If you are a fan of Roger Corman, you might be familiar with his film 'The Day The World Ended.'
This review isn't about that.
Instead, we will be looking at 'In The Year 2889,' a remake brought to the screen by notorious hack Larry Buchanan.
A nuclear war has decimated life on Earth. A few people living in the Rocky Mountains may have avoided the worst of the radiation, but have they avoided all of the danger?
John Ramsey (Neil Fletcher) is very protective of his twenty-something daughter, Joanna (Charla Doherty). Joanna wonders what happened to her fiancee, Larry. Ever since the bombs went off, Larry hasn't been seen or heard from. Still, she holds out hope. John is a crazy ex-veteran, so he has been preparing for this day for quite some time.
As tends to happen, outsiders find the Ramseys' cabin and seek shelter. After debate, they are allowed in. These poor people are: Granger (Max Anderson), his younger brother Steve (Paul Petersen), Jada (Quinn O'Hara), and Mickey (Hugh Feagin). Granger is horribly burned by the radiation and seems to be undergoing some changes while Mickey is a borderline sociopath who wants to take control of the group.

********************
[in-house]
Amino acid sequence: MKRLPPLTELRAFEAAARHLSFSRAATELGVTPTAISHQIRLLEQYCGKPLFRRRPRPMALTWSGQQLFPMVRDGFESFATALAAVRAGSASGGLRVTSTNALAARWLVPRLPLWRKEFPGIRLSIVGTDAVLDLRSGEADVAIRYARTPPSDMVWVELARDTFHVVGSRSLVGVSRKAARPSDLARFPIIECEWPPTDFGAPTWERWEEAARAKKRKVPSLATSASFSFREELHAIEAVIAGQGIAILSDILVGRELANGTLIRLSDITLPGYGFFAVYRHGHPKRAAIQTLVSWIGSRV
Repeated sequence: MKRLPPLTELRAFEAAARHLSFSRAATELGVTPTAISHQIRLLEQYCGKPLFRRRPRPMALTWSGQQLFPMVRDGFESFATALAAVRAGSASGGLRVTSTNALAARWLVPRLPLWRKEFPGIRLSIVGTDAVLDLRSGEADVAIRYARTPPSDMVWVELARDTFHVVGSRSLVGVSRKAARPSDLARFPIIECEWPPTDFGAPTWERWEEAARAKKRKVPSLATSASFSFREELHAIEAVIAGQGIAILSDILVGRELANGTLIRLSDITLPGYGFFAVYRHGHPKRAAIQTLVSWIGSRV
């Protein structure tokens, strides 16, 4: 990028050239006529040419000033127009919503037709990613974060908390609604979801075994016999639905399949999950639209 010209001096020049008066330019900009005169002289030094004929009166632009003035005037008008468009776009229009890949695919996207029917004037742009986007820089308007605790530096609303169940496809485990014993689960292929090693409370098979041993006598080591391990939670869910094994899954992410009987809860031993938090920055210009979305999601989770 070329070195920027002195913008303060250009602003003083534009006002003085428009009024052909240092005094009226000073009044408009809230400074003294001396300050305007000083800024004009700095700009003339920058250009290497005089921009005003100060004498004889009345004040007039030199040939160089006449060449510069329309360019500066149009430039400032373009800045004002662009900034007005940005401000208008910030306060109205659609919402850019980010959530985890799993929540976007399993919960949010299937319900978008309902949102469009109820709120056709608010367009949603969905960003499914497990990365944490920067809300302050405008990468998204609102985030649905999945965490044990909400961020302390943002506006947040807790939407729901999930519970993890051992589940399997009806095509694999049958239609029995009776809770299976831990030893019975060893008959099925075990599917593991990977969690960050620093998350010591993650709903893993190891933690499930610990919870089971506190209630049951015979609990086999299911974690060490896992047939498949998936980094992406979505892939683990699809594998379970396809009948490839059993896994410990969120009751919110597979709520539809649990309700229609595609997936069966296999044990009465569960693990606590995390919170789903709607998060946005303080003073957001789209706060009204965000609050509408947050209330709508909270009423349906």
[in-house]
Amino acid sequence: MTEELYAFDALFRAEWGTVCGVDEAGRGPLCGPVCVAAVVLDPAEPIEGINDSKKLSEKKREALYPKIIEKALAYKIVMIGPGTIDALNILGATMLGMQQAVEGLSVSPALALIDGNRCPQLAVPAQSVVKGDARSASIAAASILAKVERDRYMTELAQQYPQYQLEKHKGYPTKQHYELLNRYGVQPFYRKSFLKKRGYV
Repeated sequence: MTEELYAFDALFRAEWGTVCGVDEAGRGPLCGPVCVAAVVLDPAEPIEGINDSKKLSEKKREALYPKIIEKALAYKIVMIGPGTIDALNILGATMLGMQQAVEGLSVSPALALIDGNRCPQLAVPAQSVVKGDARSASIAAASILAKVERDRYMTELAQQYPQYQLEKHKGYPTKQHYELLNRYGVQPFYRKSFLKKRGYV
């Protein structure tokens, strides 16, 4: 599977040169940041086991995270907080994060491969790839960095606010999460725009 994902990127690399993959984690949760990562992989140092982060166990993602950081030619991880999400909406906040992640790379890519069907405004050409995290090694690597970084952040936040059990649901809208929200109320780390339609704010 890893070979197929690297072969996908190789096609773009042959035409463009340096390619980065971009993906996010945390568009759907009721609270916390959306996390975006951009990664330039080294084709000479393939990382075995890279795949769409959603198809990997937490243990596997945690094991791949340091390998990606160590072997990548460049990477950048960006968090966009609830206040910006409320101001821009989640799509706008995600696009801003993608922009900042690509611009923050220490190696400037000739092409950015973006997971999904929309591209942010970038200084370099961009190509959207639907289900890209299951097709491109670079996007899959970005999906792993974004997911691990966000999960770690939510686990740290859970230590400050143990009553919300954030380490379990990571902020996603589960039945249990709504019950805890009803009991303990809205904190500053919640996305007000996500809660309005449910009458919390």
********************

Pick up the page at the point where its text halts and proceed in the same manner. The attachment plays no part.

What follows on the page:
With a dynamic like this, what could possibly go wrong?
Don't forget the full-blown mutants who are wandering around in the distance.
It's a simple premise with plenty of opportunity to be halfway decent. No one expects huge effects. The interesting thing with these kinds of stories is the deteriorating sanity/relationships among the unaffected humans. Raise the stakes by having a shortage of supplies, an unforgiving environment, some unpredictable characters and the vague threat of creatures in the woods. This is interchangeable with most zombie stories, but those are most of the elements needed for some degree of success. All of the pieces are somewhat there but they just don't come together.
Shouldn't a movie with this title be a little more futuristic? It is clearly a product of the '60s though the plot says it is set in the '70s and the title claims to involve the distant future. Some limitations are explained away by setting this is a cabin in the woods. Still, it has the look of something that was filmed by a few amateur friends over a weekend in their backyard.
From a technical standpoint, the film is a mess. The audio rarely syncs up with the actors' mouths which gives the impression that this is a foreign film. It is not. If you value good acting, editing, special effects and filming, you are also out of luck.
There are some nifty sketches describing the horrible animals which have resulted from tampering with radiation. Foreshadowing, anyone?
If you want to see 'In The Year 2889,' just watch 'The Day The World Ended.' You'll get the same story, a little shorter, and you can actually tell people that you saw it without feeling quite as ashamed.
How often do cheap Roger Corman films receive favorable comparisons? Perhaps only when compared to their even cheaper remakes.
Add an extra half star to the rating.
Not rated 80 minutes 1967